Area of Effect (AOE)

AOE’s in Faeria are some of the strongest cards around. Popular cards used with AOE include Groundshaker, Firestorm, Garudan, and Meteor. Not all AOE cards are in the red spectrum. Plaguebearer and Famine, for example, are Neutral AOE cards. AOE is very powerful in that it often punishes the opponent for making too many Favorable trades and provides an element of swing in Faeria. If your opponent trades off 3 of your 4/4’s with three of their 6/5’s, leaving them with three 6/1’s, you can play Famine to efficiently clear the opponent’s board and gain massive value. This principal applies to all AOE in that the more low HP minions your opponent has on the board the better it is to use these cards.


Haste is an important tactical effect in Faeria because Haste cards are the only way you can play a minion from hand and have it perform an action that turn. The tactical principals of haste cards vary by situation, but you most commonly want to play Haste minions near Faeria wells and then either strike an opposing minion for an efficient trade or to strike your opponent’s orb. This is why having the “Highways” (As Atmaz calls them), or the two hexes between your opponent’s Faeria wells and their orb, is so important for Rush decks that have many haste minions. More to come on this in spatial advantage and initiative under Strategy.

Discovered/Surprise (Ranged) Attack

This category is special in that it applies to ranged minions or minions that you have given the ranged effect (with cannon carrier), jump or charge effects like Triton’s Banquet, as well as land movement like Prophet of the Tides and Shifting Tides. A discovered attack is when your ranged minion is being blocked by its comrades but has a target on the other side. You can then move your minion out of the way and attack. You could also use shifting tides to move the land under the ranged minion, or move an opposing minion out of the way so you can attack.

A surprise attack would apply to Cannon Carrier as well as using land movement to move an active minion in range to trade. For example, if you have a Seifer on one side of the board and use cannon Carrier to give it a ranged attack so that it can kill and absorb an opposing minion on the other side of the board.


A sacrifice is usually played when you want the opponent to choose between two difficult targets. For example, if you have a minion that is collecting two Faeria on the side of the board and your opponent is moving to kill it, you could play a threatening minion near their Orb but in range of the opposition as a sacrifice. The opponent then needs to choose between allowing you to continue to collect Faeria and allowing you to damage their orb. Both choices seem bad to them and they will often misstep where you can take advantage. Any time that you can give your opponent a difficult choice, you want to do it.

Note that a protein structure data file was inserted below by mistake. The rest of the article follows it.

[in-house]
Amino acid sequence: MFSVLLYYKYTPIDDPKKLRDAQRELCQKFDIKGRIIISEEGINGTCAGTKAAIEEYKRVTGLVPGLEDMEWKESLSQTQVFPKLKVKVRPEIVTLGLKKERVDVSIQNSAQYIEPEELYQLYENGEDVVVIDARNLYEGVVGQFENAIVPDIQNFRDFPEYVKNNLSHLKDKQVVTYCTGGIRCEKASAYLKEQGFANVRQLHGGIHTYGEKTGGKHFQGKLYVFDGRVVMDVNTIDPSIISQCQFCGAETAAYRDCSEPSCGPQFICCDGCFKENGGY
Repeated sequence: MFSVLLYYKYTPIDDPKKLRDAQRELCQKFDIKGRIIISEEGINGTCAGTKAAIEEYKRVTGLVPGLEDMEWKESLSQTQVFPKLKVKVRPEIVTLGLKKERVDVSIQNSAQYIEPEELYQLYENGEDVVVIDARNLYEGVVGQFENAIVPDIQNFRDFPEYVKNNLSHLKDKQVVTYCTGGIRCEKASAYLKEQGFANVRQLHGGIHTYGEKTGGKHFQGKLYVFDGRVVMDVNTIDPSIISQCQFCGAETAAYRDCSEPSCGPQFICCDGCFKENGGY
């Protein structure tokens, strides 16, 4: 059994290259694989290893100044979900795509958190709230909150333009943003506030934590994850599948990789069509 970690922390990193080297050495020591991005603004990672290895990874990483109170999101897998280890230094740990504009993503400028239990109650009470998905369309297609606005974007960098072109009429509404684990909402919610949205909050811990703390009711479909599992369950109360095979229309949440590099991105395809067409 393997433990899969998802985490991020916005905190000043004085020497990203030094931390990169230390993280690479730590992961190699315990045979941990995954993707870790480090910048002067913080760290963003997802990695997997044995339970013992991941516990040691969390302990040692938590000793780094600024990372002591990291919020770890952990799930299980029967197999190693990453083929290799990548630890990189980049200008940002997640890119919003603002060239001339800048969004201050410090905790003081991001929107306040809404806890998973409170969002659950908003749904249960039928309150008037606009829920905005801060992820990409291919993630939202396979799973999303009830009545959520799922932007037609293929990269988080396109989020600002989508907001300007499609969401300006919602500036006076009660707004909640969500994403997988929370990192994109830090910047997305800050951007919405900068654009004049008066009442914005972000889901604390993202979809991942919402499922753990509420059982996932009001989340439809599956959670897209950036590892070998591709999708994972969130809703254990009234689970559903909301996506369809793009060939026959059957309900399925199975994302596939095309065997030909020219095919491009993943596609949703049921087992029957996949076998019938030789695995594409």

Another aspect of sacrifice is in the actual card mechanic. Some minions such as Deathwalker require you to give up a minion in order to summon it.


Transformations in the Blue spectrum such as Frogify, Mirror Phantasm, or Unbound Evolution are important tactical devices. They can be used offensively or defensively. Mirror Phantasm and Frogify are almost always exclusively used in a defensive manner to weaken the opponent’s large creatures, but you can cast Mirror Phantasm on a 1/1 for a 3/3 buff or you could Frogify your own minion for a quick 2 damage burst.

Unbound evolution is probably the most flexible. You can use it to make your minions stronger or transform a discounted heavy minion into a less powerful form. Some key themes to think about are that 7 drops have very few good options with Shaytan and Ogre Battler being the strongest and Magda being the weakest so you usually don’t want to unbound your own 5 drop minions. 6 Drop minions can become Ruunin or Oak Father. Keep tabs on what your options are to unbound into so you can better predict the outcome of a play.

Thanks for reading! If you like this content and you like learning about Faeria I also stream and discuss these topics here: Twitch


Nice guide!

I think you can count using movement tricks (shifting tide, flash wind, triton banquet etc.) as surprise attacks, both for ranged and not ranged, as they allow you to make an attack at the time an opponent didn’t expect it.

Also, you can add to the “blocking” that it is an important part of preventing summoning creatures at the blocked tiles, used mostly as anti-rush strategy.

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Fantastic guide Radar, well done! :grin:
Looking forward to the next part!

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Excellent guide! Looking forward to the next parts!
Especially interested in the initiative-segment. :slight_smile:

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Updated based on Kizu’s feedback and also included a section about transformations.

Hey Radar

Really good guide! :slight_smile: nice to read! Looking Foward to the next parts!